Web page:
Effective Team Building: Stop Trying to Motivate Others

Don’t try to motivate others.

That sounds counter-intuitive and goes against what we’ve been taught we should do.


It’s far more effective to tap into the motivation that’s already in people.

Most of us operate under the assumption that responsible leaders motivate people. My experience in the last 20+ years has proven that notion to be mistaken.

When we think of “motivating” people, we think of dangling carrots in front of them, or holding a threatening stick overhead to get them going. Sadly, though, that’s not leadership — it’s behavioral control. And control can produce compliance but it won’t inspire high performance.

Responsible leaders who practice effective team building tap into the EXISTING motivation of others.

In responsible relationships, we want to move others to action without using carrots or sticks.

How? By discerning what already puts others into motion and positioning yourself to help them get that by collaborating with you. Help them get lots of that, whatever it happens to be.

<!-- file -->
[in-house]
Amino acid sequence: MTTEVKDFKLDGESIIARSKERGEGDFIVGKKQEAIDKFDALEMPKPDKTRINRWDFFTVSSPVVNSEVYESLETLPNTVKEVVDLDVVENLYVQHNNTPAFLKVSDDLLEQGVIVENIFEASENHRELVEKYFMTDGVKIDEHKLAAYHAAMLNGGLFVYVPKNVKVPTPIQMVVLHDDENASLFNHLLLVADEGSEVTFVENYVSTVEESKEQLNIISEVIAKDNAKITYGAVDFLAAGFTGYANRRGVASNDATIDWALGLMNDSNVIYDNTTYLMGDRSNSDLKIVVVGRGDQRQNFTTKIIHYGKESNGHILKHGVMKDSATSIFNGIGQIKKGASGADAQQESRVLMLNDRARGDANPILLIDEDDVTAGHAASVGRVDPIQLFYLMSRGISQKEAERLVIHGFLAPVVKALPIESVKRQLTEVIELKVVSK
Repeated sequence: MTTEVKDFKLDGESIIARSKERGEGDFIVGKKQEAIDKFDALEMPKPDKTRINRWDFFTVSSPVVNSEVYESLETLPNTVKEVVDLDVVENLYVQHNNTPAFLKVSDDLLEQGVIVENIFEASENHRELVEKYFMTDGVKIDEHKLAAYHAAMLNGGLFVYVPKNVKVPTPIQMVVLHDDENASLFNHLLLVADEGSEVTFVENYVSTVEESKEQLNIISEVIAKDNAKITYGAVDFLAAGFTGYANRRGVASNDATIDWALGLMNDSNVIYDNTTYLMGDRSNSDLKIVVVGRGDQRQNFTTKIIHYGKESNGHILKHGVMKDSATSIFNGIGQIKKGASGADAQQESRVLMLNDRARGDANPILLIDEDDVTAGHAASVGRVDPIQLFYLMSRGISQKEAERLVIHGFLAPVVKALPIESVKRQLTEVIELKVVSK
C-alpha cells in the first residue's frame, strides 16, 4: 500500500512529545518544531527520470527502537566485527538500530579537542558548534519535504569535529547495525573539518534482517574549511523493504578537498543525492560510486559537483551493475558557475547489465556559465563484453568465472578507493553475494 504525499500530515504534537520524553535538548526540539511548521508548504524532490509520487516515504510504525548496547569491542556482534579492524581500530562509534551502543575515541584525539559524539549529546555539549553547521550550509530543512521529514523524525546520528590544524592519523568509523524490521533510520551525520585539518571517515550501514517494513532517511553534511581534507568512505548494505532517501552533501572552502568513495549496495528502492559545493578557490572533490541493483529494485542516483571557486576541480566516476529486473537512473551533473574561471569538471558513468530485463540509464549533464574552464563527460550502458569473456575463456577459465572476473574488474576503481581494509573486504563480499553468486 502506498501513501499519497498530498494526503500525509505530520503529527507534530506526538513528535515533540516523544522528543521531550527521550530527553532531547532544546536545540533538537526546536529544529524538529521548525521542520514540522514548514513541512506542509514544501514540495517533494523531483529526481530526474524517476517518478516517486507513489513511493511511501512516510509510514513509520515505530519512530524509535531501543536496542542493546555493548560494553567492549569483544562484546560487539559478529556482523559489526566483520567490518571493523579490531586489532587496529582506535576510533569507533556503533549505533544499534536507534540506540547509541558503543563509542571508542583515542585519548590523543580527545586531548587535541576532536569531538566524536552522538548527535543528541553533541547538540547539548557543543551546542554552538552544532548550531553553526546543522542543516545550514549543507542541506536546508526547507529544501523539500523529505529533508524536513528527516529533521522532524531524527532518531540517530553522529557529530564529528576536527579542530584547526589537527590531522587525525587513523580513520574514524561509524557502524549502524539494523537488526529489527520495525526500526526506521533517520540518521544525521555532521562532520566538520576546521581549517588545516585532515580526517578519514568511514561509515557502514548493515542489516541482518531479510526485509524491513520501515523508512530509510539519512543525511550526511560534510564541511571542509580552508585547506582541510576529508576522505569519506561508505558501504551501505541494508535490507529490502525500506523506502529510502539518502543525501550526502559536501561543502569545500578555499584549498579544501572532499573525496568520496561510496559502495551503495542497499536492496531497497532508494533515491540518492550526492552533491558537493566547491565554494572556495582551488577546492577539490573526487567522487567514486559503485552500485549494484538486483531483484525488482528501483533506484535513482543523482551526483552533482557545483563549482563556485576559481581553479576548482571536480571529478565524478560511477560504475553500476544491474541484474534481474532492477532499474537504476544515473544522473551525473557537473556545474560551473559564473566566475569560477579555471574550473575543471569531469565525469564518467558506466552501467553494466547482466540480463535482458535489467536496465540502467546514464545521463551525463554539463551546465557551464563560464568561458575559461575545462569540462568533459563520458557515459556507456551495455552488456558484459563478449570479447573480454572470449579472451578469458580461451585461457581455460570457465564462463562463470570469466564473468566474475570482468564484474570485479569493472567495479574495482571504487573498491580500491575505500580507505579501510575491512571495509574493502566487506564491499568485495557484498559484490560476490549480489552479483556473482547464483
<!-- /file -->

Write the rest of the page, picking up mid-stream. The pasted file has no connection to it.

How do we do this? By asking others about their dreams and wants, needs and pleasures.

When you know what others want and need, you can help them specify exactly how they can achieve these desires by working on the project at hand, at this time, with these people.

Sounds really simple, doesn’t it? Keep in mind one of my core principles of teamwork: High performance is always voluntary — it comes from within.

What often gets in the way of discovering another person’s motivation is our own judgment of what constitutes proper motivation. What motivates you might not motivate another person.

Try this: ask the next three team members you talk to today, “What’s in it for you to work on the project you’re working on?”

Then follow their answers until you discover the team building motivation that really puts each person into motion.

Hint: We’re taught to say “Money!” But responsible leaders find out what money does or means for others. It’s usually not the money itself that’s really important to someone — it’s what money enables him or her to do that matters. Ask: “What’s in it for you — beyond a paycheck — to work on this project?”

Practical application

This may sound odd, but don’t ask others until you’ve asked yourself: What puts YOU into motion? Is there plenty of it on the horizon ahead of what you’re working on? If not, what are you going to do about it?

Let me know what you discover — use the comment box below.

Help others discover their own motivation to do great work

If you make sure you find out what clearly energizes others, you will serve them deeply by helping them keep their sights on what they want and can achieve by working and team building with you.

Apply this skill and more for collaborative success at Creating Results Based Teams–Anytime Anywhere with Anyone

Posted in Teamwork on 03/23/2011 01:00 am
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